BA: How long have you been switch-hitting?

DR: Ever since I was eight years old. My whole life.

BA: When did you realize you might be good enough to be an Under Armour All-American?

DR: Good question. I’ve really known my whole life that I could compete with anybody, but it was just a matter of getting my name out there and being noticed because I have always felt like I’ve been a talented player my whole life . . . I’ve worked really hard to get where I’m at, but I didn’t really get a lot of spotlight until a couple years ago, and I’m thankful for that.

BA: Yeah, I feel like your name started to blow up after making the 18U team as an underclassman.

DR: That was the main turning point.

BA: What was that experience like? There are a few underclass guys on every team but being the everyday catcher as an underclassman is rare.

DR: That definitely surprised me. We were training in Fort Lauderdale for a week before we left for Panama and when I found out I was the only catcher who made it, I was really surprised and I couldn’t believe I’d made it. I called my parents and I told them and they couldn’t believe it either. It was definitely one of the biggest moments of my life.


Five Things We Learned About The 2019 18U National Team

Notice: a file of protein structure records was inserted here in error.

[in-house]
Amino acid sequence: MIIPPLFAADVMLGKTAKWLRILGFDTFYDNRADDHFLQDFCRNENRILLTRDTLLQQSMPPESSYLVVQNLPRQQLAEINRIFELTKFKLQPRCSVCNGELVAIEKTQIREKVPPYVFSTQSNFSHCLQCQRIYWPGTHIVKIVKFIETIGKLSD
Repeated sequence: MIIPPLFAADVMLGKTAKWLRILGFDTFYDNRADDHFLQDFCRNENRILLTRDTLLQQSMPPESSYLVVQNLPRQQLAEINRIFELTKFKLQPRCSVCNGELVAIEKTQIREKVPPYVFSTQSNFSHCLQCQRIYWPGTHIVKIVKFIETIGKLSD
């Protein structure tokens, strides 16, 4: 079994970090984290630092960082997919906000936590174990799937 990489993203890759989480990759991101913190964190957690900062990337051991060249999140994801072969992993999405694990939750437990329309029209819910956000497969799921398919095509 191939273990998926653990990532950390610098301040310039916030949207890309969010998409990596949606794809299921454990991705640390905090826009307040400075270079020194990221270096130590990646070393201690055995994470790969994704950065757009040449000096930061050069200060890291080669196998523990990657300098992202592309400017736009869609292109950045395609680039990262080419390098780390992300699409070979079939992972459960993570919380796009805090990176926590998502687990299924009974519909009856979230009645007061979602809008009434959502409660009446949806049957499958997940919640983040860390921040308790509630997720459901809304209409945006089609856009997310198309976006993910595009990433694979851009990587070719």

18U Director Frank Jagoda sat down with Baseball America to talk about the 2019 National Team.

BA: Who is the toughest pitcher you’ve faced in the 2020 class?

DR: Umm . . . I haven’t faced Nate Savino, but I’ve heard he’s pretty hard to hit. Hopefully I face him here. He’s on the other team so maybe I’ll face him. I’ve heard he’s pretty tough. Personally, me hitting against pitchers, I think Mick Abel is probably the toughest I’ve hit off of so far. He just has a high velo and has a good, hard slider to go with it that he throws to my back foot and I can’t hit it (laughs). 

BA: From a catching standpoint who impresses you the most when you are receiving them?

DR: Also Mick. I’ve caught him also, he’s one of the better ones. I haven’t hit off of Jared Kelley or Jared Jones, but they are also both really good.

BA: What are your goals for this summer?

DR: Just always trying to get bigger, stronger and faster. It’s a little tough to do that with all the baseball, you are always traveling and going out of town, but that just comes with managing your diet, your eating and getting in the weight room whenever you can. Staying on top of things.

BA: Talk to me about your commitment to LSU. What is it about the program that you are excited about?

DR: I took a visit there my freshman year. It was to one of the regional games against Southeastern Louisiana and it was crazy. It was packed. Sold out. We only had standing room only tickets and it was crazy. The whole stadium just wraps around and it’s electric. A really cool atmosphere.

BA: If you didn’t play baseball, what sport would you play?

DR: I played basketball a little bit in seventh or eighth grade. I wasn’t too good (laughs), but I’d probably play that.

BA: What kind of music do you listen to?

DR: Rap and country.

BA: Favorite artist?

DR: Probably Travis Scott, he’s from Houston.

BA: What is your walk-up song?

DR: In high school it was "Beibs in the Trap," by Travis Scott.

Are you a member?

In order to access this exclusive content you must have a Baseball America Account. 

Login or sign up  

of Free Stories Remaining